A Florida man called 911 dispatch after he alleged that his gas pedal became stuck while he was going 100 mph.
Joseph Cooper, 28, of Palm Coast, Florida was going 100 mph in his BMW while driving down I-95, reports CBS 12. Cooper called dispatch in a frenzy, saying that his gas pedal was stuck. No matter what he tried, he said, he couldn’t slow down.
Cooper could be heard cursing and shouting at people to get out of the way while the dispatcher informed him that authorities were on their way to help.
The full call can be heard via Vero News here.
Law enforcement officers with the Florida Highway Patrol and the Fellsmere Police Department helped manage the situation by blocking off entrance ramps and controlling traffic. They deployed stop sticks to help slow Cooper down.
A dash camera captured the moment his tires were blown out.
Cooper was taken to Indian River Medical Center for evaluation after saying that he felt pain in his chest.
The chase affected three counties.
BMW has since called the scenario impossible in a statement:
Based on the articles we have seen, the scenario described is implausible to BMW and we would be happy to work with the Florida State Police to investigate the cause of this incident.
BMW drivers have long been able to rely on integrated safety systems that help ensure safe operation of every BMW vehicle. All BMW vehicles, including the 2003 X5 described in this incident, employ an electronic accelerator pedal which uses software logic to override the accelerator whenever the brake pedal is pressed while driving. This fail-safe software means that if the vehicle detects that both pedals are depressed, the on-board electronics will reduce engine power so that the driver may stop safely.Advertisement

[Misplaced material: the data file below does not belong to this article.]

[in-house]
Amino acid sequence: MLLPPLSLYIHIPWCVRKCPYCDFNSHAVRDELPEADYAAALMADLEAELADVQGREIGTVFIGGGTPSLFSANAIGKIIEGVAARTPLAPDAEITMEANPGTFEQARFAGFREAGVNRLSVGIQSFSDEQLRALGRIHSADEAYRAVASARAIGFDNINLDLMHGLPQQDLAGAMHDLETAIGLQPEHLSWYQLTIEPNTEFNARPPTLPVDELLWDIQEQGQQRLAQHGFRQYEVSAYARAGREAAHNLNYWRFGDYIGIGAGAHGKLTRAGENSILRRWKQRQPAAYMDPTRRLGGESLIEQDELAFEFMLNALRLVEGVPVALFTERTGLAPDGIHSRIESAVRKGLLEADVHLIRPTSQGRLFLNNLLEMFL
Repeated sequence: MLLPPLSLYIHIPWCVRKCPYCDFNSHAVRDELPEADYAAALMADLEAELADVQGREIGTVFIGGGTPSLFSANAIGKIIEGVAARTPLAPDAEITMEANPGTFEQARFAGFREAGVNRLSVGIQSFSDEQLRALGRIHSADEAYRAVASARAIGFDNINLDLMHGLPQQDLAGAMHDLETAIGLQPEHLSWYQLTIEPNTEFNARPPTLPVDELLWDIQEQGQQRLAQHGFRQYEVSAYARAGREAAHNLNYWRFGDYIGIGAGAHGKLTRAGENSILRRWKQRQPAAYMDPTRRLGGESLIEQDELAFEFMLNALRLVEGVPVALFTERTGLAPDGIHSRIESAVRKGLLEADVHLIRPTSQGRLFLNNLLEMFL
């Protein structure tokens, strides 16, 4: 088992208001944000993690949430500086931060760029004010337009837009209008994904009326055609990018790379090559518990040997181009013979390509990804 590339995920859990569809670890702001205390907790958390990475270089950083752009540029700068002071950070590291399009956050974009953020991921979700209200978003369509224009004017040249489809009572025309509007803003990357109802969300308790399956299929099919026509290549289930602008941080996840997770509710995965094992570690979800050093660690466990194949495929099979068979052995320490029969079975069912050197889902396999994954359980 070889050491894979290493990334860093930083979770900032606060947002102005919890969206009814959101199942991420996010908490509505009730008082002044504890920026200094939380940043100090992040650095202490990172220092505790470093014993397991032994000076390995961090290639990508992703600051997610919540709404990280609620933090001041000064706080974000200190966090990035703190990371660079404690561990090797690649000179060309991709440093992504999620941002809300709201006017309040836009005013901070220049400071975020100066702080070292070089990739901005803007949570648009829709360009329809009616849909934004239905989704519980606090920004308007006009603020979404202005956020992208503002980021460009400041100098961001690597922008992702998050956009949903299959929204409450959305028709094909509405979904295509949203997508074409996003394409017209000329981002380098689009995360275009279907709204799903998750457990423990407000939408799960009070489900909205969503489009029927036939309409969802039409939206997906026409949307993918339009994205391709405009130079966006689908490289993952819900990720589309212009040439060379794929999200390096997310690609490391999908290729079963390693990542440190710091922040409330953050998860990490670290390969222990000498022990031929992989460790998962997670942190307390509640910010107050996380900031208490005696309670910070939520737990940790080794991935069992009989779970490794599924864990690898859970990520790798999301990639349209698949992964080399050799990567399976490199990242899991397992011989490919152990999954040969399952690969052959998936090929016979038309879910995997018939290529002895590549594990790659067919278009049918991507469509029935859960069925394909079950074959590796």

Furthermore, the accelerator pedal in BMW vehicles is hinged at the bottom, and mounts to the floor. Therefore an object or floor mat cannot slide under the accelerator pedal and jam it. Original BMW floor mats are custom-fitted for each vehicle, and are installed with anchors to keep them properly located in the front footwells of each vehicle.
The vehicle could also have been stopped by two additional means: By placing the transmission in neutral and coasting to a stop and/or by shutting off the ignition without removing the key. This is accomplished by turning the key counterclockwise. The engine would have shut off and the driver could have safely coasted the vehicle to a stop.Advertisement
This story was originally published February 14, 2018.